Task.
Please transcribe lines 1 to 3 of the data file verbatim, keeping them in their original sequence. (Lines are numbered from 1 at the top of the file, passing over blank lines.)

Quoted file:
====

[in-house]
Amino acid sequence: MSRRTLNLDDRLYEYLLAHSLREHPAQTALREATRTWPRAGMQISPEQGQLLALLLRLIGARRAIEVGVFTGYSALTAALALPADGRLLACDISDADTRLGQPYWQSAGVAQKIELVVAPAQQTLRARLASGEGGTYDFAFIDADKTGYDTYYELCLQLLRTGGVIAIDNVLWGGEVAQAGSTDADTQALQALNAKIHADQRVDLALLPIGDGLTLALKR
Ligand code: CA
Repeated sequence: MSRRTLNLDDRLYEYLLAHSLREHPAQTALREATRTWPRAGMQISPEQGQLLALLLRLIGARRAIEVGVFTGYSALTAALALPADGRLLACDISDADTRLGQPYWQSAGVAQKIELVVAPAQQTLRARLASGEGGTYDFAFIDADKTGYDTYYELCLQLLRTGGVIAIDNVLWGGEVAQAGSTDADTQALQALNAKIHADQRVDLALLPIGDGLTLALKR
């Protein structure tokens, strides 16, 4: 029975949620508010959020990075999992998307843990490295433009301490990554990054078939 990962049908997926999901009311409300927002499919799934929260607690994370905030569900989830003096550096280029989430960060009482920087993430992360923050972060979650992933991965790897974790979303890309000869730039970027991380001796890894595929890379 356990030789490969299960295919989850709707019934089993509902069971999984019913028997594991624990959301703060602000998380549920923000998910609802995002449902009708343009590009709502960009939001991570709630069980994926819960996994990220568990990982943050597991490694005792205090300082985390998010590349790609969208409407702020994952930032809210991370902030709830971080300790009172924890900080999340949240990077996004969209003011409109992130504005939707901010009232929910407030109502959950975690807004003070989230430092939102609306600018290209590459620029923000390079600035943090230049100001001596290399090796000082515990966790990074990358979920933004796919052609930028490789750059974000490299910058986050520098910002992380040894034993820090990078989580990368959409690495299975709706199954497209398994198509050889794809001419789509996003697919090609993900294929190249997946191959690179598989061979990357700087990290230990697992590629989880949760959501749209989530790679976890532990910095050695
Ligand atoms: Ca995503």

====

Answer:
[in-house]
Amino acid sequence: MSRRTLNLDDRLYEYLLAHSLREHPAQTALREATRTWPRAGMQISPEQGQLLALLLRLIGARRAIEVGVFTGYSALTAALALPADGRLLACDISDADTRLGQPYWQSAGVAQKIELVVAPAQQTLRARLASGEGGTYDFAFIDADKTGYDTYYELCLQLLRTGGVIAIDNVLWGGEVAQAGSTDADTQALQALNAKIHADQRVDLALLPIGDGLTLALKR
Ligand code: CA